I may be the only UK-based technology and IP blogger that has not yet mentioned the Gowers report. Because I’m in Costa Rica, I’ve been tempted to ignore writing about the report because so many people have already commented intelligently on it. Perhaps my only take is to stress again future. For too long have that I believe we may be witnessing a turning of the tide when it comes to IP policy. The fact that the Gowers review has managed to conduct its affairs with transparency and by looking closely at the actual evidence truly makes me feel optimistic about a more balanced IPIP owners gotten away with a one-sided push towards more protection. Public acceptance of the report so far seems to be decidedly favourable.
However, I have been prompted out of silence by the spectacle of ageing musicians pleading for copyright extension in a page published in the Financial Times. Under the title “Fair Play for Musicians”, the ad contains 4,500 signatures of poor struggling acts such as U2, Sir Paul McCartney, Sir Cliff Richard and Sir Simon Rattle. I was astounded that this has been picked up by the mainstream press at international level. I heard the story on the radio while I was driving, and I almost crashed from shock. Copyright extension has become a hot topic, worthy of making the entertainment news in Costa Rican radio.
Nevertheless, despite the considerable star power wielded by the British Phonographic Industry, I think that this tactic will backfire and it will be a turning point with the public. There is nothing worse than a bunch of wealthy ageing rockers pleading for more money. It smells of greed and desperation (and somehow, it also smells of mothballs and dusty electric guitars, but I digress). Lessig has published a rebuke in FT, and I’m sure that widespread derision to this tactic will simply serve to expose what this is all about, earning a few more bucks.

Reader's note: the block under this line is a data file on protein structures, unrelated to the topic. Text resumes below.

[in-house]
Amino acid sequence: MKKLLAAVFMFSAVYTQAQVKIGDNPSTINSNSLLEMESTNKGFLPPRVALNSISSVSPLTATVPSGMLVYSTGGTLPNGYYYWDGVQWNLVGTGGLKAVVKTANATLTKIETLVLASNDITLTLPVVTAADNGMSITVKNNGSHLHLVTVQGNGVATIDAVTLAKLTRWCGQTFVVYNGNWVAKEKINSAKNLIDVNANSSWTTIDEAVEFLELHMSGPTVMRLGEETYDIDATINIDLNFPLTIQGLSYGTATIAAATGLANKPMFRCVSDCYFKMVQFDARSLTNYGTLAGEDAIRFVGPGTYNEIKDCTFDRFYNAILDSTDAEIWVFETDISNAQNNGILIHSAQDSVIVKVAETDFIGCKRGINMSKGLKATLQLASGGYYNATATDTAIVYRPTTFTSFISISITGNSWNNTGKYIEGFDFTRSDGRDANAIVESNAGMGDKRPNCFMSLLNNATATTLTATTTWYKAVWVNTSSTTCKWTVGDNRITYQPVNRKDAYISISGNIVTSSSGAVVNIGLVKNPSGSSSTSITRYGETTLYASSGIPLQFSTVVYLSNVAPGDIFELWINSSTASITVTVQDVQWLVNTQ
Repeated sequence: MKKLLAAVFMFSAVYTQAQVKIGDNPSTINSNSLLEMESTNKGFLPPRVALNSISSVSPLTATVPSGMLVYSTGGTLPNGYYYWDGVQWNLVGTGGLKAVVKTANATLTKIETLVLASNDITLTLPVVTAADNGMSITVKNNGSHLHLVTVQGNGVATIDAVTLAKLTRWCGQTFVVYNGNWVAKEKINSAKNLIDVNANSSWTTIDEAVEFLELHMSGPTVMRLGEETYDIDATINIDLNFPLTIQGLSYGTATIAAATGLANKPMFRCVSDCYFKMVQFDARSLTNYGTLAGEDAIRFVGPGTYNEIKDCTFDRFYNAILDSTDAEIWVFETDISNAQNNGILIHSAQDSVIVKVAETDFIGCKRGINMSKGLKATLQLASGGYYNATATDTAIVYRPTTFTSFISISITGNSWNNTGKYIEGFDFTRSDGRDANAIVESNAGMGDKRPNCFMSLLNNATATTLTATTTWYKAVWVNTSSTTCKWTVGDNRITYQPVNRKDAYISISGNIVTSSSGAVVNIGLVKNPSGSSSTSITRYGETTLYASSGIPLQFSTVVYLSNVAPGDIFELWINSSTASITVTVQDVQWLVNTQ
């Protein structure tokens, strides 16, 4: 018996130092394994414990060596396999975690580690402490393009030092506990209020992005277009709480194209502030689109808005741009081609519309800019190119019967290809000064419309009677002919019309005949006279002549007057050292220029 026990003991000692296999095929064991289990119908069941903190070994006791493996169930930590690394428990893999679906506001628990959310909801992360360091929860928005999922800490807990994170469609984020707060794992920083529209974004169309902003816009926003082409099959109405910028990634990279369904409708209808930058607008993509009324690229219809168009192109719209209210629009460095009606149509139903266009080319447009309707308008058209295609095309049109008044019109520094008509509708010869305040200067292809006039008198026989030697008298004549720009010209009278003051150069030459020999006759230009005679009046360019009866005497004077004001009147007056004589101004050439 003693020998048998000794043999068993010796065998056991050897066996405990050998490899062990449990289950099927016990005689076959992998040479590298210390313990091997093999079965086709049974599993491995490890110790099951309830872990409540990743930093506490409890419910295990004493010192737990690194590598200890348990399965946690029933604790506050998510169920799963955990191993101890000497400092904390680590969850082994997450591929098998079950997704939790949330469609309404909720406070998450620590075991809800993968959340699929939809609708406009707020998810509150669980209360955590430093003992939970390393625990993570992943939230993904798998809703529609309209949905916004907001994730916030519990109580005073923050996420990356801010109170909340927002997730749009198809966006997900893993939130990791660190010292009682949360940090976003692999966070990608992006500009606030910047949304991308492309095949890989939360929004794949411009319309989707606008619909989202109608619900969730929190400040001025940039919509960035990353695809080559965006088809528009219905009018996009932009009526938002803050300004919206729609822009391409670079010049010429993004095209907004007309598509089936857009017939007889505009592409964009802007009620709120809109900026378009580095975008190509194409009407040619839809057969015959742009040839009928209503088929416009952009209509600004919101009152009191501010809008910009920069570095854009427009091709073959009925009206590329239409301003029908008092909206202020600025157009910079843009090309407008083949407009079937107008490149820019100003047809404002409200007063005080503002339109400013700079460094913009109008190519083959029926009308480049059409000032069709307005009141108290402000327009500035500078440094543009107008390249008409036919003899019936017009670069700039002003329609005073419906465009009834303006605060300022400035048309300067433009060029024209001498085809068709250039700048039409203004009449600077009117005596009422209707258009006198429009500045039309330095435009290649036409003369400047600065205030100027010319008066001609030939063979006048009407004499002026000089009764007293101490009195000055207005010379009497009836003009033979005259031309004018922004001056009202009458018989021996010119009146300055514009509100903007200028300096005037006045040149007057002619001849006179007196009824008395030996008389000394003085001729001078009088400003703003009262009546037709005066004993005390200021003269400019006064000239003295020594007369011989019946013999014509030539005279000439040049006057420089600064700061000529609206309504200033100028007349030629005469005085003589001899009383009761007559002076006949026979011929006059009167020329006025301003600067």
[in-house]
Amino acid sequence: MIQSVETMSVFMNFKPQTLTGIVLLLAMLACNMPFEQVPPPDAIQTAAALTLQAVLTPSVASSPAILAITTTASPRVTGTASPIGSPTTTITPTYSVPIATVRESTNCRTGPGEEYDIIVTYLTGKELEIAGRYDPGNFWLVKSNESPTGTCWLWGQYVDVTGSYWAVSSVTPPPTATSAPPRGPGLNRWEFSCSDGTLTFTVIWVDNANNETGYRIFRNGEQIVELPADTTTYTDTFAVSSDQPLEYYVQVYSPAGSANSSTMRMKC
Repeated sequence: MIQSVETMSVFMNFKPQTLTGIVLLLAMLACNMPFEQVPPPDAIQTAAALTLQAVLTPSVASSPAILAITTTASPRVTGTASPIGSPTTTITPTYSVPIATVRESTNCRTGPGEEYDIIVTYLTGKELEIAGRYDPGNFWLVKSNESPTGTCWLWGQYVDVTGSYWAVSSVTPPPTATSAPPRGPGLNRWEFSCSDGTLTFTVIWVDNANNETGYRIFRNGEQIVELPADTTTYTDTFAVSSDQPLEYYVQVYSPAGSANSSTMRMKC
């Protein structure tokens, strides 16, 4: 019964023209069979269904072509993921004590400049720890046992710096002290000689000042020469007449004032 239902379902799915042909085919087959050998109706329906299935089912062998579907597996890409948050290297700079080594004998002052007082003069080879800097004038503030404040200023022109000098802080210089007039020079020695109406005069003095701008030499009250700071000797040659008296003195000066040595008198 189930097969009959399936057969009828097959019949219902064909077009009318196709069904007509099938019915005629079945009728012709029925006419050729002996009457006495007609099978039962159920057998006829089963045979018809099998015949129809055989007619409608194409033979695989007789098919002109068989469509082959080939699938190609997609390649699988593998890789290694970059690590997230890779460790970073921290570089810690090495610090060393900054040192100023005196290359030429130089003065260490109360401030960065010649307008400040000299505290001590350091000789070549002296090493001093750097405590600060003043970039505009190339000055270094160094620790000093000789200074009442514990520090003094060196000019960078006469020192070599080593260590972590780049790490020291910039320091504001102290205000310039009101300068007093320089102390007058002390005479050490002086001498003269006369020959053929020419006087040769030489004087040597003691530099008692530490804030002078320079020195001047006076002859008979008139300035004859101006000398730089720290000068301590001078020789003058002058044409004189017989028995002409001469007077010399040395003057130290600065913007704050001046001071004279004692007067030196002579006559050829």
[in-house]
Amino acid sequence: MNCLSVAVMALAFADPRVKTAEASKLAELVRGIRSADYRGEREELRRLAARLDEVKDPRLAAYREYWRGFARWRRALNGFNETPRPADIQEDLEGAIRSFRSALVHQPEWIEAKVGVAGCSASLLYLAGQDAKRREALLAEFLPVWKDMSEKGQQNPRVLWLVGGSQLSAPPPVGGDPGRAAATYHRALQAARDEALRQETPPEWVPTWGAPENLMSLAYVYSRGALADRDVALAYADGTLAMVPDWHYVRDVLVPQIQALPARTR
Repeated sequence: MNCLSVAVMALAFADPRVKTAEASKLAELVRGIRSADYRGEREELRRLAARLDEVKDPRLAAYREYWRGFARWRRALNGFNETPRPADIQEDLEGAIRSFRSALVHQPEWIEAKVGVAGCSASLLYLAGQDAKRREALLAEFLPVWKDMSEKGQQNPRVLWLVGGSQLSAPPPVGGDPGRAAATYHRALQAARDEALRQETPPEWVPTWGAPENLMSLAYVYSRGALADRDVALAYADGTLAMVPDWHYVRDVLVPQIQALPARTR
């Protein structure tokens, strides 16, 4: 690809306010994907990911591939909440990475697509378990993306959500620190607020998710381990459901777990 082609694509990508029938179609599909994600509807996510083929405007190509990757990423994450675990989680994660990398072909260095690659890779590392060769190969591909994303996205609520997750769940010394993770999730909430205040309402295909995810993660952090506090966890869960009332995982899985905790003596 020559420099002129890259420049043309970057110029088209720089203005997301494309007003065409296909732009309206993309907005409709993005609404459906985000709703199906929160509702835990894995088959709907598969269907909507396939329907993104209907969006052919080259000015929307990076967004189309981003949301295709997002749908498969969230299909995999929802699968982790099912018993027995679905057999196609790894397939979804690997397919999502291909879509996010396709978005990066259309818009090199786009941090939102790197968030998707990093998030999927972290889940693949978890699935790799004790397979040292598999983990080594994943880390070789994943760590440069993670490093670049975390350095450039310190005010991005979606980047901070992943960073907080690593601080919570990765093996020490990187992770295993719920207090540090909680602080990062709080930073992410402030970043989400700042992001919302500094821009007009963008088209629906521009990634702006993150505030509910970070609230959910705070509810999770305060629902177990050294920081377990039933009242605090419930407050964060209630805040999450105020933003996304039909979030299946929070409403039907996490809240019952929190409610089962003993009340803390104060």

By the way, David Berry has circulated a message pointing out that some of the signatories are actually dead. Lonnie Donegan (2002) and Freddie Garrity (2006) are deceased, no more, ceased to be, bereft of life (you know the rest). This makes me think that the BPI must have some mighty mediums in their ranks, or perhaps the ghosts of musicians past never leave the premises and hang around looking after their royalties. I don’t know about you, but the image of a ghostly Mick Hucknall fills me with dread.
UPDATE: This article by Marina Hyde is a must-read.